That pace of change is why it's been important to have defined the company's values from the start, he believes:

I think that was important, that we defined our values early on. Those are the things that we want to keep constant, as a thin line through everything, and everything else is up for change. Every bit of process, every bit of structure and every bit of the way we work together is going to change.

5. The power of alignment

Values are the foundation of alignment across an organization when it's in such a constant state of flux, he explains:

The environment in which all organizations are globally operating now is significantly different from where it was a decade or two ago. There's a massively changing workforce, markets are changing faster than ever, and it's driven by an increase in the pace of technological change. And so organizations which are able to adapt to change, you're going to be the most successful.

Now, in order for an organization to be able to adapt to change, you need to build organizational alignment. You need to make sure that everybody in your organization has a shared set of goals they're pursuing, that they are aligned around not just what your organization is doing, but why as well.

6. Thriving as a core value

Henderson didn't list out all of Slack's core values, but one that he did talk about is the notion of 'thriving'. This is especially relevant to the employee experience, he explains:

That's the idea that, whatever your role or whatever your level, we want you to be growing your career while you're at Slack. I think one of the longterm measures of whether we're successful in that will be whether people leave Slack to go on and do great work elsewhere.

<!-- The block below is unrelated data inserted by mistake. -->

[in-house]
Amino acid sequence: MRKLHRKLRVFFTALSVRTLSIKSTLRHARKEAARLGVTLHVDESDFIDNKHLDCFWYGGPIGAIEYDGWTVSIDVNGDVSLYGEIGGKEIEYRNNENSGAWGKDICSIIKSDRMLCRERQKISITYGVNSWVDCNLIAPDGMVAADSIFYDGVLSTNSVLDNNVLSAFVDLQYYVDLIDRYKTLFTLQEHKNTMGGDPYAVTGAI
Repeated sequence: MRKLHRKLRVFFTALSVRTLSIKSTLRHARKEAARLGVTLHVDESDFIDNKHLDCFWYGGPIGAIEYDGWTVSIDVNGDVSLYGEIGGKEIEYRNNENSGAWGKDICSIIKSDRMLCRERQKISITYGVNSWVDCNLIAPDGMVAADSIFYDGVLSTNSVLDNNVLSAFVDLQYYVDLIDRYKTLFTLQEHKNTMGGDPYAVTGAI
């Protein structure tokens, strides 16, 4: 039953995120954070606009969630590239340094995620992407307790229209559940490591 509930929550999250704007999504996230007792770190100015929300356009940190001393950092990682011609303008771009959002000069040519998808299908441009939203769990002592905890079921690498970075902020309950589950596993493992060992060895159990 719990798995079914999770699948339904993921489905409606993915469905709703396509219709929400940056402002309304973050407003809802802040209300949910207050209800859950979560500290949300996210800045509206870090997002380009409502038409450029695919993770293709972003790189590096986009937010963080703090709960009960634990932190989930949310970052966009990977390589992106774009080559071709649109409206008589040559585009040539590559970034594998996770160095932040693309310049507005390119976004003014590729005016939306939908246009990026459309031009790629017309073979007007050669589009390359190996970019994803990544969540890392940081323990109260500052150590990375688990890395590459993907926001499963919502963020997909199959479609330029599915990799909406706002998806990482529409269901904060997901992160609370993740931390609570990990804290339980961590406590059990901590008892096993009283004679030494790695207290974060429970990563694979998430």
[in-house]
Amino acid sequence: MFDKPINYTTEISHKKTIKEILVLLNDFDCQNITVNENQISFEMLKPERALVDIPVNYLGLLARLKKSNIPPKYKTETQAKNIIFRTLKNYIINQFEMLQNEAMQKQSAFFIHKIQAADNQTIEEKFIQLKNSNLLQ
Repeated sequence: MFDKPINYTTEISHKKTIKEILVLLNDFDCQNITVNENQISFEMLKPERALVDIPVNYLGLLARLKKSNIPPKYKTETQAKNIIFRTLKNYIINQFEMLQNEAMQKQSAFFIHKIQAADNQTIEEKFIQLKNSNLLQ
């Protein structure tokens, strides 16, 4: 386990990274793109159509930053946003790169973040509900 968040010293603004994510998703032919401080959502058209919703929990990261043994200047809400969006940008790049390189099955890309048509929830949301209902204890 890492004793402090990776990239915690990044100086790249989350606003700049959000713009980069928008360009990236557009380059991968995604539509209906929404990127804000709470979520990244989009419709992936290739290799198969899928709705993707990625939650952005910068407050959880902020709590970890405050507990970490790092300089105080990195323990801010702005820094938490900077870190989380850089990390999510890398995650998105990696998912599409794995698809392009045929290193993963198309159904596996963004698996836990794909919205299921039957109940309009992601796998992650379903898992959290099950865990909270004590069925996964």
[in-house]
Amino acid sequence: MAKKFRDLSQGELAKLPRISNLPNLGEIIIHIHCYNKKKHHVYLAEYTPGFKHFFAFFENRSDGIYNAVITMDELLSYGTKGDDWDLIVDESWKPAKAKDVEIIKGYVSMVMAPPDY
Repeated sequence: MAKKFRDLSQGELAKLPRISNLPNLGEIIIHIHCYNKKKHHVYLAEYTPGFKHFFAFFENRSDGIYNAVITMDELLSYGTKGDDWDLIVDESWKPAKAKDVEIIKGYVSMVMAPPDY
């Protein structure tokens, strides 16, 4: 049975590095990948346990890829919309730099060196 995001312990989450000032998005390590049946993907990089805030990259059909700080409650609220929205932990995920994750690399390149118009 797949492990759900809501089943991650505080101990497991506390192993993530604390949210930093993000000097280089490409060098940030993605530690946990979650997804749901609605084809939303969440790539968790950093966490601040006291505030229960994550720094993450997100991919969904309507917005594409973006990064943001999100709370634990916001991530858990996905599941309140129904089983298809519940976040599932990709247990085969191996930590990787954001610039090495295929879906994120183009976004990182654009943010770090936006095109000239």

We know that people who work at Slack will not work there for the rest of their lives — the world isn't like that anymore — but we want this to be a great time in their careers.

7. How to get hired by Slack

While the core values define people's goals when they work at Slack, the company has defined a different set of criteria that it uses to decide who to hire, says Henderson:

We said, think about the best people that you've ever worked with — your best co-workers you've ever had — and what did they have in common? We tried to distill what we thought of as the best descriptors of people you would want to work with.

The attributes that we came up with were smart, humble, hardworking and collaborative. That's now the criteria which we use to help assess people that we want to join the organization, and also a guideline via which we assess the performance of people in the organization as well.

8. Staying focused is crucial

As Slack continues its growth at breakneck speed, one of the most important qualities is focus, says Henderson.

There's so many directions we could be going right now, there's tens of thousands of things that we could be adding to the product. But I think at scale, one of the key roles of leadership is about creating clarity and about aligning people around what it is that's important — focusing on just the few most important things that we can be doing at any one time, that'll have the biggest impact on our customers.

What are the biggest problems that we're trying to solve, or the biggest problems that still exist within the platform? Focusing on those I think is a really important role, especially for me.

My take

An interesting insight into life on the inside of a company that’s helping define the future of work for all of us.